Interpreting a Nick Rating

Recently, one of our readers submitted an excellent question about interpreting the TrueNicks Enhanced report. Byron Rogers and Alan Porter, the co-developers of TrueNicks and partners in Pedigree Consultants, offer their responses below.

Todd asks: I have a question about interpreting some of the different sets of statistics available in the Enhanced TrueNicks. As an example, I nicked Scat Daddy (TrueNicks,SRO) with two of my mares. The first mare is an A nick with 3.08 variant (click for example report) based on 7% stakes winners for the rated cross as opposed to 2% and 5% stakes winners for the sire line with other broodmare sire lines and the broodmare sire line with other sire lines respectively. The percentage of starters from foals is 69% compared to 56%/63% and the percentage of winners from foals is 66% compared to 34%/46%. All encouraging numbers.

The nick with the second mare was, on the surface, even better—an A++, with a whopping 34.67 variant (click for example report), based on 12% stakes winners compared to 3%/4%. However, the other numbers suggest a less than average chance of success for this cross, with only 46% starters compared to 62%/74% and 31% winners, compared to 37% and 50%. For a breeder with rather modest means and modest stock, raising a durable racehorse with a better than average chance of earning his keep might be a more realistic goal than raising a stakes winner. For such a breeder, would it not be wiser to pay more attention to the comparative figures of starters and winners than to the figures for stakes winners on which the cross is rated? Any thoughts about interpreting the interaction of these different sets of statistics?

Rating Variant SW SW Sire/BMSire Starters Starters Sire/BMSire Winners Winners Sire/BMSire
Report 1
Report 2

Byron: Todd, thanks for taking the time to post what is a very good set of questions. As we have stated a number of times on this blog, intelligent interpretation of nick ratings is what is required, and with the Enhanced report, a whole new skill set of interpretation is required!

Regarding your comments specifically, in our experience, don't spend an awful lot of time looking at variants and comparing them against one another. It is an excercise in futility. The best thing to do is, as you have here, spend a little more time understanding the numbers behind the creation of the variant which is more important and can only be found in the Enhanced report. Let's take a look at that first mating of Scat Daddy with your mare that resulted in an A nick. In this example, there are 7% SW to foals for the cross, as opposed to 2% SW for the sire line with other broodmare sire lines, and 5% SW to foals for the broodmare sireline with other sires. These numbers alone are significant. What they tell us is that while the cross is a good one, it is more that the broodmare sireline (5% SW with other stallions) is a good one that is effectively "lifting" Scat Daddy's sire line.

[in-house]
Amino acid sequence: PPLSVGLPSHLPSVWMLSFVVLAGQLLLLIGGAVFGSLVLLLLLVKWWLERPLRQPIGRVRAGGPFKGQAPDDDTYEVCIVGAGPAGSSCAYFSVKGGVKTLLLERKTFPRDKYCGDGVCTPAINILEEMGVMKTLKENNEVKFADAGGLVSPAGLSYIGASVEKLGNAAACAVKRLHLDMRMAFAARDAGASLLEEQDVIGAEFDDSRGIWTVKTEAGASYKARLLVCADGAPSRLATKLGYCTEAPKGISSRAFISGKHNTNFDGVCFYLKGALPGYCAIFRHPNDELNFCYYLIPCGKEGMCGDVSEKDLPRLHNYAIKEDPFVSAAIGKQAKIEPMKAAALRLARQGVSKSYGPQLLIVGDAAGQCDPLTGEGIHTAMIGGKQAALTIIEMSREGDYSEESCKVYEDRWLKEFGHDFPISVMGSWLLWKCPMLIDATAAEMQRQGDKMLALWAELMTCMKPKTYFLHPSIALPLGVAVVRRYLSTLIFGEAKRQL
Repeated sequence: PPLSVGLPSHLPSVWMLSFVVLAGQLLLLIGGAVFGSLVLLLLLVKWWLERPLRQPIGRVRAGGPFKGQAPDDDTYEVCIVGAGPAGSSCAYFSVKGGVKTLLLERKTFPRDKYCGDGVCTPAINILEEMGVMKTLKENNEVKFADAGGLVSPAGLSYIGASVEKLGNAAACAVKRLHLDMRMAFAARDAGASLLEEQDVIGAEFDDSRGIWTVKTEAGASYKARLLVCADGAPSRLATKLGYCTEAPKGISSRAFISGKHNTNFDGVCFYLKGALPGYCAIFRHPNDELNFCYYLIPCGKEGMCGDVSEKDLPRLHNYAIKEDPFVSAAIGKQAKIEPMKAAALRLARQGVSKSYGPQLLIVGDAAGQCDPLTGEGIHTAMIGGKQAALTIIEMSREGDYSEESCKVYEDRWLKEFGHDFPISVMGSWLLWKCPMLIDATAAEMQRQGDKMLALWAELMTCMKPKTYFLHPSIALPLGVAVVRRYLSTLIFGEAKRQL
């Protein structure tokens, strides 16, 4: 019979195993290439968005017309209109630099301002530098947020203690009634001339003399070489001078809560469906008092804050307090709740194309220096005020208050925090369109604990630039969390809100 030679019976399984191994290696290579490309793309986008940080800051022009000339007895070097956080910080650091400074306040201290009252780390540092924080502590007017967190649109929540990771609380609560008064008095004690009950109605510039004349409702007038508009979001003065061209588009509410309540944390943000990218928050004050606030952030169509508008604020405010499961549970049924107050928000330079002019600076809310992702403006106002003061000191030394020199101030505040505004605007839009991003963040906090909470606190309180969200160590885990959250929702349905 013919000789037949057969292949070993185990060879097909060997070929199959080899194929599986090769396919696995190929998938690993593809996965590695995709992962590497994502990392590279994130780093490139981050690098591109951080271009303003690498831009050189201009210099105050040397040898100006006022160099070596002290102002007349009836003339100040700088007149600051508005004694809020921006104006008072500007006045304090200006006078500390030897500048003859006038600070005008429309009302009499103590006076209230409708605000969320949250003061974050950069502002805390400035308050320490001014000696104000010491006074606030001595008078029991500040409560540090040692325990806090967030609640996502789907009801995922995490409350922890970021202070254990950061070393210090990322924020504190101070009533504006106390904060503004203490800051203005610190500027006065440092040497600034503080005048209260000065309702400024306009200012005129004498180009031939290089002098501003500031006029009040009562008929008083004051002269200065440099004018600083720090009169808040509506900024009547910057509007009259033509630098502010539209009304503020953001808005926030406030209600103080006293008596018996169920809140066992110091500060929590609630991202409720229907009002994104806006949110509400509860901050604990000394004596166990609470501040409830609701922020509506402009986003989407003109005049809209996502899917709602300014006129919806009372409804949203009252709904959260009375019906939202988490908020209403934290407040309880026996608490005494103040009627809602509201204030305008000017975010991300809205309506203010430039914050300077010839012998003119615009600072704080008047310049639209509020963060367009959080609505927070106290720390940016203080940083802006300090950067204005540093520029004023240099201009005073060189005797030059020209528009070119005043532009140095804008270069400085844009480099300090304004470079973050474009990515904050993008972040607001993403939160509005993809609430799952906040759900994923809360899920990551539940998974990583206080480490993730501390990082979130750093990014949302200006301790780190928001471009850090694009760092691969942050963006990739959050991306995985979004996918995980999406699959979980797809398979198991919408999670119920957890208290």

How important is this? Well, again, it is a matter of observation and experience, and it is our experience that you are best off having a mating where there is not a big difference between the alternates, that is instead of the "others" being 2% and 5% as they are in this case, it is better if they are 3% and 3%, and you have a high nick rating. What that effectively tells us in that case is that the cross itself is the one that is outperforming the norm rather than one or the other underperforming by so much that the nick has to rate well. The 3% figure is also important as that is the average for the breed (3.4% SW to foals to be exact).

Moving on to some of the other parameters you raised, there can be no doubt that there are going to be matings that, on paper at least, seem to be more "sound" than others. This is again one of the great features of the new Enhanced report. You raise the issue of where one mating provides a starters to foals of 69% where the alternate mating only has 46% starters to foals. There needs to be one caveat here: while TrueNicks has some algorithims in place to make sure that young sires with their first runners are not adversely affected by this, foals become "foals of racing age" when they first turn two. Thus, when January 1 came around, a whole racing crop in the Northern Hemisphere, including the U.S., Europe, etc., became "foals of racing age," which may create a skew in the data set. This is why even though TrueNicks looks at all the foals bred on a cross when deciding if a nick rating can be calculated, the calculation itself is made on starters. Possibly it may be worthwhile you having a look at the winners to starters ratios of these matings (as opposed to winners to foals) also to see if there is any true soundess issues manifesting themselves.

Alan: Hi Todd, my first thought would be that higher nick ratings (generally B+ or above) will tend to produce better runners than lower ratings, all other things being equal. Even if working with less expensive stock, it is still likely to be the aim to produce the best runner possible. After all, it doesn't help to produce sound but slow stock. Within the context of trying to produce the best possible runner, other factors do come into play, and soundness would be one of these.

Care has to be taken when interpreting the statistics, however, as popular crosses will tend to be represented by a large number of young horses. Many of these will have yet to have started (as Byron mentioned, foals of 2009 are now foals of racing age, but none will have started). Since the variable here is the stallion, if soundness is a primary concern, it would probably be better to consider his record as a runner and—if he has had sufficient crops—as a sire.

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